Skip to content
We respect your privacy
Used by 20,691 diving instructors
3,439,182+ exercises completed
Go to Dive Champ home pageDive Champ LogoDive Champ
10 Basic Safety Rules for Freedivers

10 Basic Safety Rules for Freedivers

If you are new to freediving or considering taking up the sport, it's crucial to prioritize safety while diving into the depths of the ocean. Proper instruction and training in safety procedures are essential for minimizing the risks associated with freediving. Here are ten basic safety rules that every aspiring freediver should follow to reduce the chances of accidents caused by improper techniques.

Note: The information provided below serves as a reference only and is not a substitute for formal training. We strongly recommend completing a freediving course before engaging in freediving activities.

1. Never freedive alone.

  1. Select a well-trained partner who is familiar with safety and rescue procedures and can act as your safety diver.
  2. Always dive under the direct observation of your dive buddy.
  3. Remember the rule of "One up, One down" – never dive simultaneously with your partner.

2. Create a thorough dive plan and evaluate sea conditions.

  1. Ensure that all divers involved in the dive have a clear understanding of each other's activities throughout the outing, including warm-ups, deep dives, etc.
  2. Evaluate the dive site, taking into account factors such as weather conditions, currents, visibility, water temperature, swell, and surface traffic.

3. Avoid hyperventilation.

  1. Hyperventilation can extend the "easy phase" of breath-holding, but it can also lead to blackouts without warning.
  2. Practice a proper breathe-up, which includes slow, deep ventilation, relaxation, and concentration without overdoing it.

4. Equalize properly.

  1. Begin equalizing early, before experiencing any pain in your ears or sinuses, and continue equalizing frequently during the dive.
  2. Never force an equalization, and if you fail to equalize, abort the dive and ascend.

5. Avoid diving after a samba or blackout.

  1. Any form of "Loss of Motor Control" at the end of a dive should signify the end of diving activities for that person on that particular day.

6. Maintain proper intervals between dives.

  1. Provide close, direct supervision of your buddy for at least 30 seconds after resurfacing, even if they give the okay signal.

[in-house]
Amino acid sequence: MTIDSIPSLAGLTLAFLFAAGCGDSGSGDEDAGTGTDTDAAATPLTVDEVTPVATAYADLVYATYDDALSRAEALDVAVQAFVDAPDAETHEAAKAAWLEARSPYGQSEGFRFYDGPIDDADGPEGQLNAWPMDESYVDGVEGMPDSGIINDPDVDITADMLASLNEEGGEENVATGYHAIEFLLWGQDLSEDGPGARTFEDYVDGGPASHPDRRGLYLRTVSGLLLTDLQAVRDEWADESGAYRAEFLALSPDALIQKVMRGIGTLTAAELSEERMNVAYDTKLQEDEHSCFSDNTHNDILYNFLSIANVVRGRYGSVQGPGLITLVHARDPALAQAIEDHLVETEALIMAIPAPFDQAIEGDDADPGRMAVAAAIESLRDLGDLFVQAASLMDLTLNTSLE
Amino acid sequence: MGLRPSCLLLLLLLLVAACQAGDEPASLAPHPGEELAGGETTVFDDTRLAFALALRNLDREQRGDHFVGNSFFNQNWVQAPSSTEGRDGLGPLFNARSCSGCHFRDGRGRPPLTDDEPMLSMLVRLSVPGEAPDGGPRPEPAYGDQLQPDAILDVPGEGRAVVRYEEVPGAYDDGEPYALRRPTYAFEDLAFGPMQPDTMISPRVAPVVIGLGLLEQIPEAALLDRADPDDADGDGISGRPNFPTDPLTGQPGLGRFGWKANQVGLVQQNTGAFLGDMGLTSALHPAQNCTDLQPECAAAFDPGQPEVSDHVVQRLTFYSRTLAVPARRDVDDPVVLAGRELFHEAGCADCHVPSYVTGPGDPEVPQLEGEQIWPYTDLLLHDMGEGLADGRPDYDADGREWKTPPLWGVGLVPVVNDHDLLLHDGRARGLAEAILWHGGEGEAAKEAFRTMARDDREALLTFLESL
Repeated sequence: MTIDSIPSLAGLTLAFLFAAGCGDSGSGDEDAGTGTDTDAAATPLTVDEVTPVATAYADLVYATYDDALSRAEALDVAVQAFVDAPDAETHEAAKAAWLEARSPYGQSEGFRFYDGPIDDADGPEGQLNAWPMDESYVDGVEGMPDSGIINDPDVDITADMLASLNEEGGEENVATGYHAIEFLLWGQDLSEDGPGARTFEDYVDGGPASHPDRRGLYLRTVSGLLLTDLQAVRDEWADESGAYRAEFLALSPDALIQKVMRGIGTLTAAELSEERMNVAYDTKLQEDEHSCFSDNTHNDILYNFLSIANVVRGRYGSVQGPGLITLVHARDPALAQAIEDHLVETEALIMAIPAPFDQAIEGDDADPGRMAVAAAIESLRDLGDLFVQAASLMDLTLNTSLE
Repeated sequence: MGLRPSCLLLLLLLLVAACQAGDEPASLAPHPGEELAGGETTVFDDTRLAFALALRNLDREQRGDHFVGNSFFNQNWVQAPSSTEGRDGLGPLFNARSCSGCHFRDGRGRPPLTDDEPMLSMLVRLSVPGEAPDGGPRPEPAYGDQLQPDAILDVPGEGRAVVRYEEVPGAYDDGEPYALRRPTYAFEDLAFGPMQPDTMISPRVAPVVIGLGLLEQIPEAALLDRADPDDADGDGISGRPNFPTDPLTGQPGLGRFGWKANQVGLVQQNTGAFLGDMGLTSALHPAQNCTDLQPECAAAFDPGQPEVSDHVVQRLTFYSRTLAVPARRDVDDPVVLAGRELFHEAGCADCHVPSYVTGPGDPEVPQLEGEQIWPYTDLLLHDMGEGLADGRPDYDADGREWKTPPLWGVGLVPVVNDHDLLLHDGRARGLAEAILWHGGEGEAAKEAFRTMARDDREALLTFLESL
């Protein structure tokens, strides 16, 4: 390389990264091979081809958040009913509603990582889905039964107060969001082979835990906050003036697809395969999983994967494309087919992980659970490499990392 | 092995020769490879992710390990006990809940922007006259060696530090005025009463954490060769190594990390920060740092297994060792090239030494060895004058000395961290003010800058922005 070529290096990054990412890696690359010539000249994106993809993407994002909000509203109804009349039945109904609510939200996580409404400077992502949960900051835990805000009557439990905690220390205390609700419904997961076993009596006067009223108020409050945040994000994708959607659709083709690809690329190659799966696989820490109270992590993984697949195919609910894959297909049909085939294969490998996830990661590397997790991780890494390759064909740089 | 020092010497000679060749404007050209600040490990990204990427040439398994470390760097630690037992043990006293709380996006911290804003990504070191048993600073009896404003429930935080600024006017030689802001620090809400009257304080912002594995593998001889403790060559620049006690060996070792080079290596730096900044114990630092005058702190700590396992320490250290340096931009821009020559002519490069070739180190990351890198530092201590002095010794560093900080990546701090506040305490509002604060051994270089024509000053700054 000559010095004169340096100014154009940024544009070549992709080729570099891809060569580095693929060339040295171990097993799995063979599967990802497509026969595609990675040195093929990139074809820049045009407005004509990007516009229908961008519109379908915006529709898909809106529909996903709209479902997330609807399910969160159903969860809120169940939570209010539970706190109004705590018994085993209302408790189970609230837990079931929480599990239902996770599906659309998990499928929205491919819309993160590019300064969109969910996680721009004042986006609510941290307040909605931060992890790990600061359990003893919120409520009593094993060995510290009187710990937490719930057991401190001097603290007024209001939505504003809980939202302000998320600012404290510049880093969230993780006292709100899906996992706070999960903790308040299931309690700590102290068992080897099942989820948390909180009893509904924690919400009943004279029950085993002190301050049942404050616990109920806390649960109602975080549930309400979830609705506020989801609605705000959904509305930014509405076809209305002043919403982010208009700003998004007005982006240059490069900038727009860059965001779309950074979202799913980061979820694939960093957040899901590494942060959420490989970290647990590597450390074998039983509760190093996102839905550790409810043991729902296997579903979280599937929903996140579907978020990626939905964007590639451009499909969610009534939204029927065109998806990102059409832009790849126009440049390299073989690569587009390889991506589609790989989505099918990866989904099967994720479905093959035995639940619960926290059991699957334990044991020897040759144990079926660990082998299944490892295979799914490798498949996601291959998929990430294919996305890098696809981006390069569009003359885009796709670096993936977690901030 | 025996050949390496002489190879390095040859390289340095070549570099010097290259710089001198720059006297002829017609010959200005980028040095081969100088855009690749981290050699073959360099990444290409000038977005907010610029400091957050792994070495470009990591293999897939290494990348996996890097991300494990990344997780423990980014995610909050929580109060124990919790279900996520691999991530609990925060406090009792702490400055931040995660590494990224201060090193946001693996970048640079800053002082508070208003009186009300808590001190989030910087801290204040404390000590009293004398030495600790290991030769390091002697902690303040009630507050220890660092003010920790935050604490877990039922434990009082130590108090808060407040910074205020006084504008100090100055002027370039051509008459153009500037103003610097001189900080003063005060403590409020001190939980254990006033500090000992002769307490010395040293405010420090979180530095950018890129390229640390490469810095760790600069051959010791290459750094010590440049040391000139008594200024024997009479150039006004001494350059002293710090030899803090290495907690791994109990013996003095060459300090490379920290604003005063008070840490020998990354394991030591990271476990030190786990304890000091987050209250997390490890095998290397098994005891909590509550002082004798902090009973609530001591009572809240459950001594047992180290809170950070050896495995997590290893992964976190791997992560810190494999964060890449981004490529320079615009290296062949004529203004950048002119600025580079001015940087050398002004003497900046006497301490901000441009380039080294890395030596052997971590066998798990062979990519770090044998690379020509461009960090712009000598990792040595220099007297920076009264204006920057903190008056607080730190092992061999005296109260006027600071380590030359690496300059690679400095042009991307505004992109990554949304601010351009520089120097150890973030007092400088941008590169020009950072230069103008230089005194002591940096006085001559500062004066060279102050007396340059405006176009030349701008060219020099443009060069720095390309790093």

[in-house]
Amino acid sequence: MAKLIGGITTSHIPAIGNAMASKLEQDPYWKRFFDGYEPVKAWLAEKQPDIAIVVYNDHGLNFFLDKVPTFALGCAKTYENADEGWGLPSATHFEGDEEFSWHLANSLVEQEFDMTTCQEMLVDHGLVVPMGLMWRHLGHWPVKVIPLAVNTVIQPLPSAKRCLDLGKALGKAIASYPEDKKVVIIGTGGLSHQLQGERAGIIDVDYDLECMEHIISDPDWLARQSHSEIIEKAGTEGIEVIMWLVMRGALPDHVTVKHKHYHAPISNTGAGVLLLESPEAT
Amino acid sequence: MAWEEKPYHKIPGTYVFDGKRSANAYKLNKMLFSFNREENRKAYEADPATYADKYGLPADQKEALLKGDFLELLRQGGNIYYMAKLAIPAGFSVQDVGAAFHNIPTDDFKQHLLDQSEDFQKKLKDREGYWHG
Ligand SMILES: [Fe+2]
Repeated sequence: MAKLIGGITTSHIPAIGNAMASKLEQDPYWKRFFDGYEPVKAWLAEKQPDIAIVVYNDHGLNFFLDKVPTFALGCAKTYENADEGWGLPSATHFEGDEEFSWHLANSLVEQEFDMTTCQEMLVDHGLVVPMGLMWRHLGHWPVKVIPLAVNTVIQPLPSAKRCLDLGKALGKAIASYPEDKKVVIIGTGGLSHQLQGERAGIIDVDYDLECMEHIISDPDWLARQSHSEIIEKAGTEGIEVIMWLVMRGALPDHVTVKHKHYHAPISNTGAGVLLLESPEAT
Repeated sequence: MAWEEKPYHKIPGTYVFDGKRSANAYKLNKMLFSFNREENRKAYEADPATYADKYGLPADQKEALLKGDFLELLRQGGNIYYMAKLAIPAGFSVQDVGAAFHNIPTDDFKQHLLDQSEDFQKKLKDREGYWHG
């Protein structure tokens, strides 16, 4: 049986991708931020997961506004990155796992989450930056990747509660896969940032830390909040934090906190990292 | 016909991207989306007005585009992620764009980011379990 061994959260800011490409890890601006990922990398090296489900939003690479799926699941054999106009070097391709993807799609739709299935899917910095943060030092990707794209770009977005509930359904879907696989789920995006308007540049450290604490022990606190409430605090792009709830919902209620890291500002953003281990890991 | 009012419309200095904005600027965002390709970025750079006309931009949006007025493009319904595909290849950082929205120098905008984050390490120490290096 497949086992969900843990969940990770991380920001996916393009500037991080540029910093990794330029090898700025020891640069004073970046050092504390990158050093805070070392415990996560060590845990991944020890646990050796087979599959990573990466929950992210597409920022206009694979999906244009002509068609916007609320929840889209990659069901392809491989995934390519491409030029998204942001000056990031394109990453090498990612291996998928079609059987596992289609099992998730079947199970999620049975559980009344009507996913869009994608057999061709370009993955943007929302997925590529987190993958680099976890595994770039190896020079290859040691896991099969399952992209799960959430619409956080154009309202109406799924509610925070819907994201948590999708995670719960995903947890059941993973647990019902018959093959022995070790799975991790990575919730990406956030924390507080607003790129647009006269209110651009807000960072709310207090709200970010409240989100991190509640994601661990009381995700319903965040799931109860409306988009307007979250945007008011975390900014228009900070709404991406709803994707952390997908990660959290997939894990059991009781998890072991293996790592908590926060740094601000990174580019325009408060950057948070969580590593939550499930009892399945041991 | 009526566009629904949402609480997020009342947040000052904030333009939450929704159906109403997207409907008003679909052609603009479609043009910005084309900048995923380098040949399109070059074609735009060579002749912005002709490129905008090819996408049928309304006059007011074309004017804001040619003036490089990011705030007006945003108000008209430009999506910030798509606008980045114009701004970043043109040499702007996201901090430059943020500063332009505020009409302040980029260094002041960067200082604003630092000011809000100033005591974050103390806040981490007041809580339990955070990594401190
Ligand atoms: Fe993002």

2. Rest for a duration that is twice the length of your previous dive.
  3. Allow at least 5 minutes between deep dives to allow gas balances to return to normal.

7. Refrain from diving when tired or cold.

  1. Avoid diving when you are cold, tired, or under the influence of alcohol or drugs, as these impair judgment and breath-hold ability and increase the risk of a blackout.
  2. Stay hydrated by drinking plenty of water before your freediving session, as dehydration significantly increases the risk of a blackout and exacerbates equalization problems.
  3. Avoid diving on an empty or full stomach, and never dive immediately after a meal, as it diverts blood from carrying oxygen to the brain to the digestive system.
  4. Do not dive if congested, as it may lead to equalization difficulties and increase the risk of a reverse block.

8. Ensure adequate rigging and flags.

  1. Use a bright buoy (in orange, red, or yellow) to suspend the line, making it easily visible to surface traffic.
  2. The cover boat should fly the "diver down" flag, which should also be attached to the buoy you plan to take into the water.
  3. Ensure that the buoy is large enough to support the dive line and provide a restful spot for the diver on the surface, without being pulled underwater, even with two ascending divers. Always stick to the dive line and never swim past the bottom weight.

9. Separate freediving and scuba diving.

  1. Do not rely on air from scuba divers while freediving.
  2. Avoid freediving immediately after scuba diving. It is recommended to engage in scuba diving and freediving on separate days.

10. Know yourself.

  1. Learn to be both relaxed and in control during your dives.
  2. Trust your body and listen to its signals, ending the dive and ascending when necessary.

Remember, these rules are fundamental to promoting safe freediving practices. Always prioritize your well-being and seek proper training and guidance to ensure a safe and enjoyable freediving experience.

About the author

Hey, I'm Simon, your go-to guy for awesome freediving experiences. I'm all about exploring the underwater world and sharing my love for it with fellow enthusiasts like you.

Simon

Dive Champ Author

Read more about Simon
Portrait of Simon, Dive Champ Author

Written by:Portrait of Simon, Dive Champ AuthorSimonReviewed by:Portrait of Mind, Author at Dive ChampMindDate updated: